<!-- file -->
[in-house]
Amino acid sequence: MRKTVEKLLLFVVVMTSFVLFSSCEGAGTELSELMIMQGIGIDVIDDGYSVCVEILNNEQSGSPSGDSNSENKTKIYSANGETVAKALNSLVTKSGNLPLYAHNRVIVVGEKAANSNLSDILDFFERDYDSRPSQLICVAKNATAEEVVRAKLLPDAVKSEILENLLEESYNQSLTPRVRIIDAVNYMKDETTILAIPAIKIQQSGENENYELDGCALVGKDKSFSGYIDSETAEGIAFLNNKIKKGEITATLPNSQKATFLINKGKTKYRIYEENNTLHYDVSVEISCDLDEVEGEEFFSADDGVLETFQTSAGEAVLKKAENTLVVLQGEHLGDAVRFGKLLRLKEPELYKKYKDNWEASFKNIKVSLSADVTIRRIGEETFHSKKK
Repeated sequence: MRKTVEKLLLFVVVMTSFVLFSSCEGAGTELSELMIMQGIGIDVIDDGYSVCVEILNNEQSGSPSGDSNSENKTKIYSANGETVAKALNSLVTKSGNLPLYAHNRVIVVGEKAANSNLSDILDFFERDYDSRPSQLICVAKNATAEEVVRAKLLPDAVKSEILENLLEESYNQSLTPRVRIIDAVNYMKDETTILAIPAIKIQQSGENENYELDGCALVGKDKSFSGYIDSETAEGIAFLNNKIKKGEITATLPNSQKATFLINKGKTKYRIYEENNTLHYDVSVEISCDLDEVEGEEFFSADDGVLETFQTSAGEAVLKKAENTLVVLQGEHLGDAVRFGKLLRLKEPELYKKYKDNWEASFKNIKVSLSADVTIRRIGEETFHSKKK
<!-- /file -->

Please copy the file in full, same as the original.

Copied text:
[in-house]
Amino acid sequence: MRKTVEKLLLFVVVMTSFVLFSSCEGAGTELSELMIMQGIGIDVIDDGYSVCVEILNNEQSGSPSGDSNSENKTKIYSANGETVAKALNSLVTKSGNLPLYAHNRVIVVGEKAANSNLSDILDFFERDYDSRPSQLICVAKNATAEEVVRAKLLPDAVKSEILENLLEESYNQSLTPRVRIIDAVNYMKDETTILAIPAIKIQQSGENENYELDGCALVGKDKSFSGYIDSETAEGIAFLNNKIKKGEITATLPNSQKATFLINKGKTKYRIYEENNTLHYDVSVEISCDLDEVEGEEFFSADDGVLETFQTSAGEAVLKKAENTLVVLQGEHLGDAVRFGKLLRLKEPELYKKYKDNWEASFKNIKVSLSADVTIRRIGEETFHSKKK
Repeated sequence: MRKTVEKLLLFVVVMTSFVLFSSCEGAGTELSELMIMQGIGIDVIDDGYSVCVEILNNEQSGSPSGDSNSENKTKIYSANGETVAKALNSLVTKSGNLPLYAHNRVIVVGEKAANSNLSDILDFFERDYDSRPSQLICVAKNATAEEVVRAKLLPDAVKSEILENLLEESYNQSLTPRVRIIDAVNYMKDETTILAIPAIKIQQSGENENYELDGCALVGKDKSFSGYIDSETAEGIAFLNNKIKKGEITATLPNSQKATFLINKGKTKYRIYEENNTLHYDVSVEISCDLDEVEGEEFFSADDGVLETFQTSAGEAVLKKAENTLVVLQGEHLGDAVRFGKLLRLKEPELYKKYKDNWEASFKNIKVSLSADVTIRRIGEETFHSKKK